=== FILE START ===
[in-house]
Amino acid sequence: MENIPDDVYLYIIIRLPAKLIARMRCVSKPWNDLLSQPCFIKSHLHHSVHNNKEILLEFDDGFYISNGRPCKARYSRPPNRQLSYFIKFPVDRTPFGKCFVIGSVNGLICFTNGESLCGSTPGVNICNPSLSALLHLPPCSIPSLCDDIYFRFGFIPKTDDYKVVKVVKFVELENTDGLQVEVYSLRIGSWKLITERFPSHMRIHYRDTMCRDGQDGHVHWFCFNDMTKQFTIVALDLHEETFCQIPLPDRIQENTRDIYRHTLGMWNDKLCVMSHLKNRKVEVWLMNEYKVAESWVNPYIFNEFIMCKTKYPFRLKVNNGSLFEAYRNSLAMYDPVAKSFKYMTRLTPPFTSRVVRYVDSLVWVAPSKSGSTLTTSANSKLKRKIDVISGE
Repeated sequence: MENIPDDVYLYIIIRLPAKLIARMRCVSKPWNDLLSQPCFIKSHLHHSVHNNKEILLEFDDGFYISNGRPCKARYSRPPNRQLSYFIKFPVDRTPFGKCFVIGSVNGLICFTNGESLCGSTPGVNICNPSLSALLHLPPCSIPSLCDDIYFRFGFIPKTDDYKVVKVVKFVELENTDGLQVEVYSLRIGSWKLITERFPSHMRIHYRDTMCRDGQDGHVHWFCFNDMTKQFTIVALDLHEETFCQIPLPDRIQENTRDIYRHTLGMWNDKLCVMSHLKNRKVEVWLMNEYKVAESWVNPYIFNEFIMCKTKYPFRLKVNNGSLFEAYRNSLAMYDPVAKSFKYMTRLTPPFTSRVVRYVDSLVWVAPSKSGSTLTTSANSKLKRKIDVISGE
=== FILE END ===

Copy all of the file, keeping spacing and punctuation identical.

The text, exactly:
[in-house]
Amino acid sequence: MENIPDDVYLYIIIRLPAKLIARMRCVSKPWNDLLSQPCFIKSHLHHSVHNNKEILLEFDDGFYISNGRPCKARYSRPPNRQLSYFIKFPVDRTPFGKCFVIGSVNGLICFTNGESLCGSTPGVNICNPSLSALLHLPPCSIPSLCDDIYFRFGFIPKTDDYKVVKVVKFVELENTDGLQVEVYSLRIGSWKLITERFPSHMRIHYRDTMCRDGQDGHVHWFCFNDMTKQFTIVALDLHEETFCQIPLPDRIQENTRDIYRHTLGMWNDKLCVMSHLKNRKVEVWLMNEYKVAESWVNPYIFNEFIMCKTKYPFRLKVNNGSLFEAYRNSLAMYDPVAKSFKYMTRLTPPFTSRVVRYVDSLVWVAPSKSGSTLTTSANSKLKRKIDVISGE
Repeated sequence: MENIPDDVYLYIIIRLPAKLIARMRCVSKPWNDLLSQPCFIKSHLHHSVHNNKEILLEFDDGFYISNGRPCKARYSRPPNRQLSYFIKFPVDRTPFGKCFVIGSVNGLICFTNGESLCGSTPGVNICNPSLSALLHLPPCSIPSLCDDIYFRFGFIPKTDDYKVVKVVKFVELENTDGLQVEVYSLRIGSWKLITERFPSHMRIHYRDTMCRDGQDGHVHWFCFNDMTKQFTIVALDLHEETFCQIPLPDRIQENTRDIYRHTLGMWNDKLCVMSHLKNRKVEVWLMNEYKVAESWVNPYIFNEFIMCKTKYPFRLKVNNGSLFEAYRNSLAMYDPVAKSFKYMTRLTPPFTSRVVRYVDSLVWVAPSKSGSTLTTSANSKLKRKIDVISGE